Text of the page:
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Last Updated: Friday, 8 July, 2005, 10:54 GMT 11:54 UK
Staff crisis forces ward closure
Nurses in a ward (generic)
A health watchdog says it is difficult to recruit nurses in Powys
A shortage of nursing staff has forced a minor injuries unit at a hospital in Powys to close overnight for the next few weeks.

Part of Montgomeryshire County Infirmary in Newtown will shutdown between 2000 and 0800 BST for 10 weeks.

A health watchdog said a lack of staff was a constant problem in the area.

Powys Local Health Board (LHB) said it was "working hard" to recruit more nurses and would review the situation if it improved before September.

In January, the elderly mentally infirm (EMI) unit at Ysbyty Bro Ddyfi in Machynlleth was in danger of closing for three months due to similar staffing problems.

However, agency nurses were drafted in to assist existing staff.

There are huge staffing problems at that particular hospital
Chris Sparrow

Montgomeryshire Community Health Council (CHC) said dwindling numbers of nurses had closed the minor injuries unit at Llanidloes hospital at various times during the last six months, although it was currently open.

A Powys LHB spokeswoman said the restrictions would operate until September.

She said: "Nurse staffing difficulties mean that, for the time being, there are not enough nurses to provide full cover for patients on the wards as well as in the minor injuries unit".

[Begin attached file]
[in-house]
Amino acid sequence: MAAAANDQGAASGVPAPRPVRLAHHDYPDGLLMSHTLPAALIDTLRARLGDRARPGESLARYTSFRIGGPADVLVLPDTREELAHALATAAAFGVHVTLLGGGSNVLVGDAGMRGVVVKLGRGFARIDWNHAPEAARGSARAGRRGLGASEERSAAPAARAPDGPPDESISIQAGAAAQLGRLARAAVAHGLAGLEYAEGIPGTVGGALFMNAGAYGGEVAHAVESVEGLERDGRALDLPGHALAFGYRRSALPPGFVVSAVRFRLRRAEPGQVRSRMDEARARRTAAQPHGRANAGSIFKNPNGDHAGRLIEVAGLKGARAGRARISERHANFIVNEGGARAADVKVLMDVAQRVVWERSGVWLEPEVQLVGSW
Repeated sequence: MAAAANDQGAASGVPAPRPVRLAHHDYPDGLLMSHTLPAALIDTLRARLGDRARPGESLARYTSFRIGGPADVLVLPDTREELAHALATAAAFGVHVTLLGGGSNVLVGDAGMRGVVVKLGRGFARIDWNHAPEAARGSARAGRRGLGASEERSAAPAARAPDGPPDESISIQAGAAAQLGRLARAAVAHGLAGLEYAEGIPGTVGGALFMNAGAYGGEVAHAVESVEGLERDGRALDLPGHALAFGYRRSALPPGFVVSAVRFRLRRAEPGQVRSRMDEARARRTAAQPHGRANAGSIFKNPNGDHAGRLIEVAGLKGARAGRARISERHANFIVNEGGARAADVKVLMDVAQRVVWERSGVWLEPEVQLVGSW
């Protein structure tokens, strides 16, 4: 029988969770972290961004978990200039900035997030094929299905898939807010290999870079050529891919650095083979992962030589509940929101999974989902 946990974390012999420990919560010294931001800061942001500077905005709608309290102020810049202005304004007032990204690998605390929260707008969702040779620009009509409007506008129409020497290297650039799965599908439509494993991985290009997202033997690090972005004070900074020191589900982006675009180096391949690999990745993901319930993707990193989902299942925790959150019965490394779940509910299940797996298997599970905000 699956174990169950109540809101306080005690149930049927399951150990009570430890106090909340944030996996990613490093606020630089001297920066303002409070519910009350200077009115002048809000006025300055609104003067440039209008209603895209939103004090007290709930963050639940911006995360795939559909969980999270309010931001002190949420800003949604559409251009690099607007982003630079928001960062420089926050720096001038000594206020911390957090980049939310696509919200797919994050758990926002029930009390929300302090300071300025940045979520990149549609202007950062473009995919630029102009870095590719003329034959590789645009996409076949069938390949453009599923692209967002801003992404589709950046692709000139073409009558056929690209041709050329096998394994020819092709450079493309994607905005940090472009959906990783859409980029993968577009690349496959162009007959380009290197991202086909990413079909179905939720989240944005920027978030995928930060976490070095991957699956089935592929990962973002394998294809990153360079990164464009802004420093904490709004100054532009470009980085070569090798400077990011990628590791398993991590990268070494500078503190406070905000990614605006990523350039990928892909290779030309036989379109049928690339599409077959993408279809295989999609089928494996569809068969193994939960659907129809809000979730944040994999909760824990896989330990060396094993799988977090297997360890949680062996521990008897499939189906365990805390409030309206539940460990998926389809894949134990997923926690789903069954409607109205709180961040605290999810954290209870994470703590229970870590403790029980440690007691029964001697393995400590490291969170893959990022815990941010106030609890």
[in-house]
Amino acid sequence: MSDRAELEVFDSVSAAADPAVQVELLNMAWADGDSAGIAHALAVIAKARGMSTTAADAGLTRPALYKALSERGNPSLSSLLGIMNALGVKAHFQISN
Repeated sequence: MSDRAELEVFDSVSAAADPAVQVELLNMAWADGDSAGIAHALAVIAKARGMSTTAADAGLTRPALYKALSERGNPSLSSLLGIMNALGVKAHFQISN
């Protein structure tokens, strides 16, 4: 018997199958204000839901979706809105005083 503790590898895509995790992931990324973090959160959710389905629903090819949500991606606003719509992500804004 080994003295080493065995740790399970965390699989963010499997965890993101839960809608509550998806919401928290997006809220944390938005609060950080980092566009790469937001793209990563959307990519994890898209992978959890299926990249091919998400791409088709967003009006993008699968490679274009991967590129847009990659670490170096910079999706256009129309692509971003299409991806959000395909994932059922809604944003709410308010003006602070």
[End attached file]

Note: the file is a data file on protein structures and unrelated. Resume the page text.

The spokeswoman added that Powys LHB was "working hard to recruit additional nurses", and should the staffing situation improve, the decision would be reviewed before September.

Chairman of Montgomeryshire CHC, Chris Sparrow, said: "There are huge staffing problems at that particular hospital.

"But it has just attracted five new members of staff and hopefully that will give it more stability in the future."

Mr Sparrow added that hospital chiefs had little option but to close units if they did not have the staff.

Recruiting

"We're very, very disappointed. Welshpool hospital (15 miles away) is covering the gap," he added.

The Royal College of Nursing said recruiting was a major issue not just in Powys but throughout the UK.

A spokeswoman said: "Powys has a relatively sparse population and therefore does need to actively encourage nurses to work and live in the area.

"Powys Local Health Board is to be commended for the effort it has put into developing nursing career structures in the area."


SEE ALSO:
Powys ward closure averted
19 Jan 05 |  Mid


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